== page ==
Chapter 4: Current Predictors Of Poor Father-Child Relationships
As outlined in the previous section, a substantial minority (16%) of ten year-old children in GUS couple families perceive low levels of supportiveness from fathers, and are categorised as having a "poor" father-child relationship. This section examines which current family circumstances, measured when children were ten years old, are associated with a poor father-child relationship. Rather than focusing solely on characteristics of the father or father figure, we consider a wide range of characteristics of the child, both parents and the household since these may all impinge on the father-child relationship. We first consider simple (bivariate) associations between each factor and father-child relationships. As many aspects of family disadvantage tend to co-occur, we then use a multivariable model to establish key current (age 10) predictors of poor father-child relationships ( section 4.6).
4.2 Key findings from the multivariable model
- Male child gender, lower family socio-economic status, unmarried parents, recent experience of adverse family events and living with a non-biological father figure are all current risk factors independently associated with poor father-child relationships
- Some risk factors for poor father-child relationships (male child gender, lower family socio-economic status) are also risk factors for poor mother-child relationships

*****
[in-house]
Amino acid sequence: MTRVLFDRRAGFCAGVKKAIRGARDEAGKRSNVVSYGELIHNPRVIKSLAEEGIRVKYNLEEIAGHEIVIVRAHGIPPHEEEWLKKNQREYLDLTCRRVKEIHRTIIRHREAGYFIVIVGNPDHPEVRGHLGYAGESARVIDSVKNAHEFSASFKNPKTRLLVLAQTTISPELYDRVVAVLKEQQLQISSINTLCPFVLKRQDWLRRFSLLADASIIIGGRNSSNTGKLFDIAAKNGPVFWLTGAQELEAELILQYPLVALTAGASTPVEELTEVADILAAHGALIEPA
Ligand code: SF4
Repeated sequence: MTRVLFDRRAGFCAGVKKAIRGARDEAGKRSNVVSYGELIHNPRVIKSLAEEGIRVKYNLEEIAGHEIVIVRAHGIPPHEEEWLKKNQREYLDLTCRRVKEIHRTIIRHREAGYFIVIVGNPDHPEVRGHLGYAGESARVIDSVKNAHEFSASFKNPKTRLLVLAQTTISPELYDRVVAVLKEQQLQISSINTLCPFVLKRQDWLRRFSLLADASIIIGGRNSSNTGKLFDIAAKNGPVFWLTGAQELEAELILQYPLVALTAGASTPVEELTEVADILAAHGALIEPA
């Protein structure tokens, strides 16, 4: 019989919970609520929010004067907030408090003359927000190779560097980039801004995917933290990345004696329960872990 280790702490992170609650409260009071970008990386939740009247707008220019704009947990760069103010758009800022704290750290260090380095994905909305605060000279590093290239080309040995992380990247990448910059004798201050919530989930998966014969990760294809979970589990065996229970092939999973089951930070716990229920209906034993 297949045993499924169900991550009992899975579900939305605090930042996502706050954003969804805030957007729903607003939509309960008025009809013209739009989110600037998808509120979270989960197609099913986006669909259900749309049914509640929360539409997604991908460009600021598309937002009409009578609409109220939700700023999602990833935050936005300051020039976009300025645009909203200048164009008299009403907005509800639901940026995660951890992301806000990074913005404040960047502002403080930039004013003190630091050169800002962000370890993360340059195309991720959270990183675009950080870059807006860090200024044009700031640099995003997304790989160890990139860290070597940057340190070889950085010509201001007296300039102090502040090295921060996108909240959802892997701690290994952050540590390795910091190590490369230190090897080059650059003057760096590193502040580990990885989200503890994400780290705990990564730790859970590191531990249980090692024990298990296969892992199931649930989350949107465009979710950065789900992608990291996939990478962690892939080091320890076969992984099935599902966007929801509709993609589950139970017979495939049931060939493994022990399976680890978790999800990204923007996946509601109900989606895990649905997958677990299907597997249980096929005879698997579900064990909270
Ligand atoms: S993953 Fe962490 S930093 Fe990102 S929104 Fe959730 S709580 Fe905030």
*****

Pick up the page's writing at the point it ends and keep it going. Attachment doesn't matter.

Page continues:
- Some risk factors (unmarried parents, non-biological father figure, adverse family events) are important for father-child, but not mother-child relationships
- Risk factors for poor father-child relationships are similar for boys and girls
4.3 Child characteristics
As shown in section 3.2, boys are more likely to have a poor father-child relationship than girls. However, the child's physical health (according to body mass index measures and parent reported general health) was not associated with fathers' supportiveness.
4.4 Socio-demographic factors
A number of current family characteristics are not associated with father-child relationship quality (parent's ethnicity, household employment, number of children in the household, area deprivation, and urban-rural location).
There is a significant association between mother's age and father-child relationship quality, in that children with younger mothers (under 40 years at the child aged 10 interview and therefore under 29 at the time of the child's birth) are more likely to have a poor father-child relationship (Figure 4-A). Whilst there also seems to be a trend for the proportion of children perceiving poor father-child relationships decreasing as the father's age increases, this is not statistically significant.
Figure 4-A Association between parental age and poor father-child relationship
Note: Base sample n=2593 (unweighted). Asterisks indicate statistically significant association between mothers' age and poor father-child relationship, ** p<0.01.
As we can see from Figure 4-B, the proportion of children with a poor father-child relationship decreases as the level of parental educational qualifications increases. Father's and mother's educational level both show the same trend. When parental education level is merged, taking the highest education level within the couple, the association with poor father-child relationship remains significant ( p<0.001).
Figure 4-B Associations between parental education level and father-child relationship quality
Note: Base sample of all couples with male partner in household n=2593 (unweighted). Asterisks indicate statistically signficant linear association between educational level and poor father-child relationship, * p<0.05, *** p<0.001.